Looking into Lunar New Year: What to expect for 2022


Chinese New Year, also known as the Spring Festival or Lunar New Year, kicks off today with celebrations that can last for weeks. It’s celebrated by 2 billion people in China, Korea, Singapore, Vietnam, other Asian countries, and communities worldwide.

Given the sheer amount of people who celebrate, it’s no surprise that sales figures beat those of the Christmas holiday season. For comparison, in the five-day period from Thanksgiving to Cyber Monday last year, online sales in the US were projected to total about $39 billion USD. In 2021, Chinese retail sales during the Lunar New Year totaled over $129 billion USD.

The smartest retailers don’t overlook Lunar New Year.

But, given the ongoing pandemic, what do Year of the Tiger celebrations have in store for businesses? What will consumers be spending on? And how can companies make the most of the surge in e-commerce activity? Let’s take a look.

Consumer behaviour during Lunar New Year

One of the biggest Lunar New Year traditions is the giving of hongbao, a red envelope containing money, wishing prosperity and good fortune to the recipient. Digital e-hongbao became popular in 2014 when the super app WeChat allowed users to send virtual red envelopes of money to their contacts. Now, seven years later, about 80% of survey respondents say they prefer to send digital e-hongbao to physical envelopes.

In the past, Lunar New Year has prompted huge masses of people working away from their hometowns to travel back to celebrate. The world’s largest annual migration means that as many as three billion trips would be made each year across China.

As you know, the pandemic and national lockdowns changed things dramatically in 2020 and 2021. So what can we expect for 2022? COVID will continue to hinder travel, but the Chinese Ministry of Transportation estimates that 1.18 billion trips will be made this year. And while that’s less than half from years previous, that still translates to revenue for travel and transportation companies.

Once people make it home to celebrate, there’s no shortage of festivities centered around gathering with family and friends to eat. According to a survey, around 77% of Chinese respondents said they planned on buying food for the 2021 holiday. About half of the respondents decided to buy alcohol or wine.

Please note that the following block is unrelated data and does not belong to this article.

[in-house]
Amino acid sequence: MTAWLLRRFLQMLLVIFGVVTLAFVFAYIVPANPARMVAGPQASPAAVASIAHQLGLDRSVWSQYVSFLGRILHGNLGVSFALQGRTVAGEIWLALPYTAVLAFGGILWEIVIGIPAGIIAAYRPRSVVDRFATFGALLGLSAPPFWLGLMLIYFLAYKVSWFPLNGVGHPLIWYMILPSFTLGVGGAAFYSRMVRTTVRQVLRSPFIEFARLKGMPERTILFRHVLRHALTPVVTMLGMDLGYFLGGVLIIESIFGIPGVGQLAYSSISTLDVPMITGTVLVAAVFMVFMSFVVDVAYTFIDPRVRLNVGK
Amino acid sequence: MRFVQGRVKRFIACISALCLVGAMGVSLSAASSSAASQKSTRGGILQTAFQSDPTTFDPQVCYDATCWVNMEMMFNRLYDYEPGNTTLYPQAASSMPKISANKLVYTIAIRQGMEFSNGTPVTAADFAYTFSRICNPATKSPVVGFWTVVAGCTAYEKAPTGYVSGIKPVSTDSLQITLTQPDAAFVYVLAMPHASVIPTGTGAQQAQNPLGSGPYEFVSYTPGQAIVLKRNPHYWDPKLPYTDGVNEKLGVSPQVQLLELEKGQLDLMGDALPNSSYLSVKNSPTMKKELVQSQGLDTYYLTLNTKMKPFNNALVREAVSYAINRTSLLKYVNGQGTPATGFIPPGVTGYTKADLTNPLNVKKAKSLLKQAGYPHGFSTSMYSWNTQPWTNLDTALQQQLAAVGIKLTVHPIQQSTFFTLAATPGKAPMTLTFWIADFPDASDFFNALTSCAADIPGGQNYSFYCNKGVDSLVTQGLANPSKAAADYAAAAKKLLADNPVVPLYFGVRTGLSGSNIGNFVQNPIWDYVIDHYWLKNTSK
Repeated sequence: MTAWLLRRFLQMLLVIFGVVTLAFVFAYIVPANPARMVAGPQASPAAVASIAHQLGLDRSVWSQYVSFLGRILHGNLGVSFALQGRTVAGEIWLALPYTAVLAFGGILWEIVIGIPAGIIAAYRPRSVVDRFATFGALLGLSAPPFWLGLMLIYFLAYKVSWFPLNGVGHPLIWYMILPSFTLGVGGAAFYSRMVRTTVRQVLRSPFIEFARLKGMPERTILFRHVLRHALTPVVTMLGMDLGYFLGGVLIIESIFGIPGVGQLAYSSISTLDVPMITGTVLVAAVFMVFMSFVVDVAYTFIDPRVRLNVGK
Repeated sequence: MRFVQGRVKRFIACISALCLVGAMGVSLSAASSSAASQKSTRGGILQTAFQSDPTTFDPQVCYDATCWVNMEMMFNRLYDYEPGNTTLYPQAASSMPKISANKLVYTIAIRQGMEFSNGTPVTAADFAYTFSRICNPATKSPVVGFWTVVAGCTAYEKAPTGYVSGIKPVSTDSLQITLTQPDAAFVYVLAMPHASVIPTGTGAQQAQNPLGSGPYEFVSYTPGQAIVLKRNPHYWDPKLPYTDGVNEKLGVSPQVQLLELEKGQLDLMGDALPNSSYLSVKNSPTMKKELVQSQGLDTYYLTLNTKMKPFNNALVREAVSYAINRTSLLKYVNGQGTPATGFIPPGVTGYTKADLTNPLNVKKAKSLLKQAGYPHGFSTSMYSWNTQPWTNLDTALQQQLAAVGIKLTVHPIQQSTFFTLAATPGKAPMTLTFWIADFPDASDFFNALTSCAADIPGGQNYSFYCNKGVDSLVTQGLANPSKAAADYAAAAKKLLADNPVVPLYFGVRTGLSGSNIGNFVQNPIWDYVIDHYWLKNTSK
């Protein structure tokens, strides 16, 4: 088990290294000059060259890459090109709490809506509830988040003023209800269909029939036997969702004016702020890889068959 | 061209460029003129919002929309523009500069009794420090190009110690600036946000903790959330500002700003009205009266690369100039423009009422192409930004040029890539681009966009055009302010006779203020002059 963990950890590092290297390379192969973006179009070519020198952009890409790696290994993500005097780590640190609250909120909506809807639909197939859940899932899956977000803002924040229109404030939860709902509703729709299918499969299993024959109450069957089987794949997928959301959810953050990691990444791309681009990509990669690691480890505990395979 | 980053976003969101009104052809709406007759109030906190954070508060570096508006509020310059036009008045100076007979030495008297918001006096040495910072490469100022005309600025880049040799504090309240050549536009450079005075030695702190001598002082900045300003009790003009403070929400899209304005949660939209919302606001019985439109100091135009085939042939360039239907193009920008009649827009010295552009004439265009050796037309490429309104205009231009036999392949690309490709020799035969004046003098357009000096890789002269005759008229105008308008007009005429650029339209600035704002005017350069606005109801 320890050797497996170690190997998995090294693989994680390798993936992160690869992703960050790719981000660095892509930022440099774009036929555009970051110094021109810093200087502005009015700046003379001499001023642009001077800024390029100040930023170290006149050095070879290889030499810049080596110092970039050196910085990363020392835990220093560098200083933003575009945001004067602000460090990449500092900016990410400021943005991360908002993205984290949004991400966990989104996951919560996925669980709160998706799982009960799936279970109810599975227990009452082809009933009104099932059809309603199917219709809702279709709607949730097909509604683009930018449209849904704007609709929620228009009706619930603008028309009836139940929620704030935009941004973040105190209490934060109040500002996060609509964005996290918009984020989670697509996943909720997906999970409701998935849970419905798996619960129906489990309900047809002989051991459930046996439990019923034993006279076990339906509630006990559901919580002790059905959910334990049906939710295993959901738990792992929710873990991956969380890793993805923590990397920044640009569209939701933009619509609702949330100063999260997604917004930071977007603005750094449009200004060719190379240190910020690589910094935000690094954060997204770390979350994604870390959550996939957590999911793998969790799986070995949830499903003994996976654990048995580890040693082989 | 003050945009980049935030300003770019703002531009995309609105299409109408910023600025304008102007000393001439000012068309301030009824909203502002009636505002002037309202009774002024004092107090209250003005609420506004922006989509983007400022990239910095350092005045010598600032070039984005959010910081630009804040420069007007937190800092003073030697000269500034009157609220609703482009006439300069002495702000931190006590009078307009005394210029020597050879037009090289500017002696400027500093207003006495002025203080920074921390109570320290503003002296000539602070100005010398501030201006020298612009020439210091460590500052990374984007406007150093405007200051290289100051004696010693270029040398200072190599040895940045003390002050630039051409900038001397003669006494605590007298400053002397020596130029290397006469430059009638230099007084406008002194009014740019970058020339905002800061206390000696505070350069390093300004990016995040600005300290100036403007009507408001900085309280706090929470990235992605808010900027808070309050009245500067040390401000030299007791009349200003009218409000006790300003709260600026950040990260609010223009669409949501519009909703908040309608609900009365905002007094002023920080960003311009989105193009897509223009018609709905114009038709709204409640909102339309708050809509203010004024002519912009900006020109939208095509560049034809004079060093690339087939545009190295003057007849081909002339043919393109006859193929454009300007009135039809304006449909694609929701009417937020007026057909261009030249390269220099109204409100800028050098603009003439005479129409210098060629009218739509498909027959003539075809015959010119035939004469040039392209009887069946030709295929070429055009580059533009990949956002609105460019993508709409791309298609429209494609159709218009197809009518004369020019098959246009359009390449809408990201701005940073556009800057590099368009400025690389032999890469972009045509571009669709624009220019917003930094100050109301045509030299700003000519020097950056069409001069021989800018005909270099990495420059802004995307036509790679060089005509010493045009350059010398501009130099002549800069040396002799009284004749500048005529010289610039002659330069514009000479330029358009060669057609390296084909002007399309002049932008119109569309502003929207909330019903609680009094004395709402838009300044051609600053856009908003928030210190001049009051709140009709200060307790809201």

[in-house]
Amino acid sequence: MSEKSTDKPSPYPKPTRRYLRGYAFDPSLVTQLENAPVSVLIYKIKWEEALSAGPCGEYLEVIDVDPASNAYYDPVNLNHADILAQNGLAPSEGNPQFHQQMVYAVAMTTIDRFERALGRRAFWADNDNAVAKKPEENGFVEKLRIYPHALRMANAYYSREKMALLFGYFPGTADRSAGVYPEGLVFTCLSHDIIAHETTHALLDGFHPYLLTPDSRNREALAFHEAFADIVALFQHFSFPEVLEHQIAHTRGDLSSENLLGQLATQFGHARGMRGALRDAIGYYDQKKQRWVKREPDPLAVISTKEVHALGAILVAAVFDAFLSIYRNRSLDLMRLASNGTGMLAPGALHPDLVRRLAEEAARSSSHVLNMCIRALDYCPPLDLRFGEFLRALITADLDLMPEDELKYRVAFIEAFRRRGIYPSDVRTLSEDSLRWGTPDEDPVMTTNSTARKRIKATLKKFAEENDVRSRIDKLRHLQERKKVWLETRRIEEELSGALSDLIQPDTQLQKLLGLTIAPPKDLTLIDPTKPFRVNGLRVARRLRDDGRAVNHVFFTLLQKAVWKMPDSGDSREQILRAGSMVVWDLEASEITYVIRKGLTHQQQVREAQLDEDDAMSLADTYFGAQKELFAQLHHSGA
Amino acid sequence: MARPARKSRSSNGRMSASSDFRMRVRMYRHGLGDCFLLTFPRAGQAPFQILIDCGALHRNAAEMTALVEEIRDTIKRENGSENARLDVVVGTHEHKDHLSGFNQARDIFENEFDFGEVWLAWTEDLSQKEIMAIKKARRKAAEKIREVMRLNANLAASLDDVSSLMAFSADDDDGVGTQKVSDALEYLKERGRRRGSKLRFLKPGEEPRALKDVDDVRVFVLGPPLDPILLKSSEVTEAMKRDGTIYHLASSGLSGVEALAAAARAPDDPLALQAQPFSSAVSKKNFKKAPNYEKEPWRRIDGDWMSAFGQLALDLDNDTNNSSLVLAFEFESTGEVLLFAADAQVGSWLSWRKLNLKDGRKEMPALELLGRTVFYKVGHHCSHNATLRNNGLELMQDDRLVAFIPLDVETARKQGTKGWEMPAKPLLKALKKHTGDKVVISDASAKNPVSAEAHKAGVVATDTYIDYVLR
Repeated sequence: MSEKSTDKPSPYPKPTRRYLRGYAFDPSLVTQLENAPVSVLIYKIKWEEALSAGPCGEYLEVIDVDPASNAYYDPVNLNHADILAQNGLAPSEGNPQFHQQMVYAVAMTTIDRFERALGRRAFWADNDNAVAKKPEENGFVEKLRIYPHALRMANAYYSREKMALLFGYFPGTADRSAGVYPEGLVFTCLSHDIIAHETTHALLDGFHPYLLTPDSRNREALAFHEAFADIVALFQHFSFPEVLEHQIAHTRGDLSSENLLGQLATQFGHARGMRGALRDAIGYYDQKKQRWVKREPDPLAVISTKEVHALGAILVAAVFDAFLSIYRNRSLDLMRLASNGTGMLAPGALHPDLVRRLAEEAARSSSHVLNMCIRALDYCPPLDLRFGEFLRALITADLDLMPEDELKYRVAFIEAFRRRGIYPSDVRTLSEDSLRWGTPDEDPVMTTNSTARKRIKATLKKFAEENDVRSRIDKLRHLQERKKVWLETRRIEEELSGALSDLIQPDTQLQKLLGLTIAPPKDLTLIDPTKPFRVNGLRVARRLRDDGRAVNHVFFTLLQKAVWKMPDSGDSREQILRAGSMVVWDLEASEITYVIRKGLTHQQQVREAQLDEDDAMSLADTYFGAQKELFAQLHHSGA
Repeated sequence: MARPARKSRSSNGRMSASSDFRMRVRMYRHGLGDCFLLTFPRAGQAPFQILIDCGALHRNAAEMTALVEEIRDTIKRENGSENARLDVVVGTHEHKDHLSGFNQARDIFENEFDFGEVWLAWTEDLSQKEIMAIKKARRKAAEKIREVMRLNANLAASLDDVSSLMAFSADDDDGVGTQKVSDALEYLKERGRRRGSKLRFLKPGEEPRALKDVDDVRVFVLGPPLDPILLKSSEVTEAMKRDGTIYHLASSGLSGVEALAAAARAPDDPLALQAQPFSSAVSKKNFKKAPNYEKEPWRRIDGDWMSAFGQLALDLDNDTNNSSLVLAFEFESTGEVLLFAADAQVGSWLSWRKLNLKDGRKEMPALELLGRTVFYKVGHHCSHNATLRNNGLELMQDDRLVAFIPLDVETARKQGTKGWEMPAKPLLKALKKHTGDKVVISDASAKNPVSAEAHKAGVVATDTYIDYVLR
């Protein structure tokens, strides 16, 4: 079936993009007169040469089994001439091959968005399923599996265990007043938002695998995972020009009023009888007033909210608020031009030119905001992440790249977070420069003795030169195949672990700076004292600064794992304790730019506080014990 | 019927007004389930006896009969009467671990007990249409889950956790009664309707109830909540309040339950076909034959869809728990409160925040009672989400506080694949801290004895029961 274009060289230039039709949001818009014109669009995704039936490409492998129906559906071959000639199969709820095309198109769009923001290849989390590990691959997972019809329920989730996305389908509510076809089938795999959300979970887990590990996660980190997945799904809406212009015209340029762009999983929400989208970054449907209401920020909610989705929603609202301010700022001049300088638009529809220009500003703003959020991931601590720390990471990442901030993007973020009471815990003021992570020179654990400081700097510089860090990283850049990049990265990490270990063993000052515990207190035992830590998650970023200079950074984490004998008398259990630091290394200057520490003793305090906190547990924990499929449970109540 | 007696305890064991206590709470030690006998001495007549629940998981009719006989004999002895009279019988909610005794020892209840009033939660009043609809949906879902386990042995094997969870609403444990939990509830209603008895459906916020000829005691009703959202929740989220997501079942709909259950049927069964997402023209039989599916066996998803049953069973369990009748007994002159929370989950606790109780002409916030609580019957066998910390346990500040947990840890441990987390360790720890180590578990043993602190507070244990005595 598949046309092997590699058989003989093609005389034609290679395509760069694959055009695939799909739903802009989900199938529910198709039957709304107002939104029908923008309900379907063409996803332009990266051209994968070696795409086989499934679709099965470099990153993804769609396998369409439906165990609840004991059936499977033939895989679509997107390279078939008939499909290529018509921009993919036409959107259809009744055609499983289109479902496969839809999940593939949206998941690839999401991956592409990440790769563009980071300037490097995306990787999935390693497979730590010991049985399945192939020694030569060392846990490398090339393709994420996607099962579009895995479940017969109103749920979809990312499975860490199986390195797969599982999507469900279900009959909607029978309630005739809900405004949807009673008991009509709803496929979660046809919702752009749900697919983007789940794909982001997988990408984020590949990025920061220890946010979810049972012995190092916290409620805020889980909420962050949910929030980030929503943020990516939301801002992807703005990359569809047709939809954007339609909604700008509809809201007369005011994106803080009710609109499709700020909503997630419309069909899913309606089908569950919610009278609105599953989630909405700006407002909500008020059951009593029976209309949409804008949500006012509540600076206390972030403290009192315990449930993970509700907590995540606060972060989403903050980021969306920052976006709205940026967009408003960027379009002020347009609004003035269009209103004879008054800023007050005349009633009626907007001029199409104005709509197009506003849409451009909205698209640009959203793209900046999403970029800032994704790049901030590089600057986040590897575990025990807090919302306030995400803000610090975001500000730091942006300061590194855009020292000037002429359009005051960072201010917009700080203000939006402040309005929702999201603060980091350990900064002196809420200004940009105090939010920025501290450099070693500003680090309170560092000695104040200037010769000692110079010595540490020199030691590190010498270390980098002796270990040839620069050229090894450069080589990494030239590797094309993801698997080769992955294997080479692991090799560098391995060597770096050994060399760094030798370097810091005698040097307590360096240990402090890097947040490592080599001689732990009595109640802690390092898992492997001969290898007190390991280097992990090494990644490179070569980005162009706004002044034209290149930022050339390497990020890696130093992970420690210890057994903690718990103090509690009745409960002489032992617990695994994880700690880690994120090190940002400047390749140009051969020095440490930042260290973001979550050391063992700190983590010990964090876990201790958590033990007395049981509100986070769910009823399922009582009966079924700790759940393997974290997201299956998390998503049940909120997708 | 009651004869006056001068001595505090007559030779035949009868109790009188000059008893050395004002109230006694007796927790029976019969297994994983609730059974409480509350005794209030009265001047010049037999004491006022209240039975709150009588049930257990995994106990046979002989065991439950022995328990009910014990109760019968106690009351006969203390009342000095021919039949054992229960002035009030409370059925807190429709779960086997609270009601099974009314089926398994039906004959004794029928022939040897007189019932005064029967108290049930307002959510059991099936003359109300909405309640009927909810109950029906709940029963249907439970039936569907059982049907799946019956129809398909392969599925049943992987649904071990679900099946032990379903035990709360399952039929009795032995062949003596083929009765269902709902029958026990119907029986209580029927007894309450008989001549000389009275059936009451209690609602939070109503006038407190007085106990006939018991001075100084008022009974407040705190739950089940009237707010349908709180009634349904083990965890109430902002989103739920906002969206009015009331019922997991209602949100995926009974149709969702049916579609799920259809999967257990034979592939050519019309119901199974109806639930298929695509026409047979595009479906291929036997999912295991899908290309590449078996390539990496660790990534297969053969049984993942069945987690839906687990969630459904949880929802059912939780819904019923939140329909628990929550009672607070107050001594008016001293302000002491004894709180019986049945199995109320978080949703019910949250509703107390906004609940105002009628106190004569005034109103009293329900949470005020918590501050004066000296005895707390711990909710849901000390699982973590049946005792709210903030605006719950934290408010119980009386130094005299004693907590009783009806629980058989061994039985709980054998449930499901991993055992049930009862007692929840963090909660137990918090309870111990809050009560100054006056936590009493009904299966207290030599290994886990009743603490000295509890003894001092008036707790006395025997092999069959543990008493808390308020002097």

Gift-giving is also a popular way to celebrate, with e-commerce supporting those who are still social distancing. According to Alibaba’s Spring Festival Consumption Report 2021, tech products, such as sweeping and window cleaning robots exceeded 300% YoY.

Customising the checkout is the key to cashing in

Research conducted in 2018 in China, India and Indonesia asked consumers to identify the main obstacles which prevented them from using online services to their fullest extent. The number one obstacle, singled out by 76% of correspondents, was language.

But localisation can’t stop there. According to PPRO’s own research, most consumers will abandon a transaction if they reach the checkout and cannot find a payment method they know and trust.

To ensure maximum consumer acceptance and the best possible conversion rates, a site must offer a range of familiar and trusted local payment methods. For China and surrounding countries, this couldn’t be more true.

So which payment methods should merchants accept to reach Chinese consumers? The best practice is to accept all three of the most popular Chinese payment methods to reach all Chinese consumers effectively: UnionPay, Alipay, and WeChat Pay.

To learn more about how Chinese consumers prefer to pay, download our latest Payments and E-commerce report on Asia Pacific.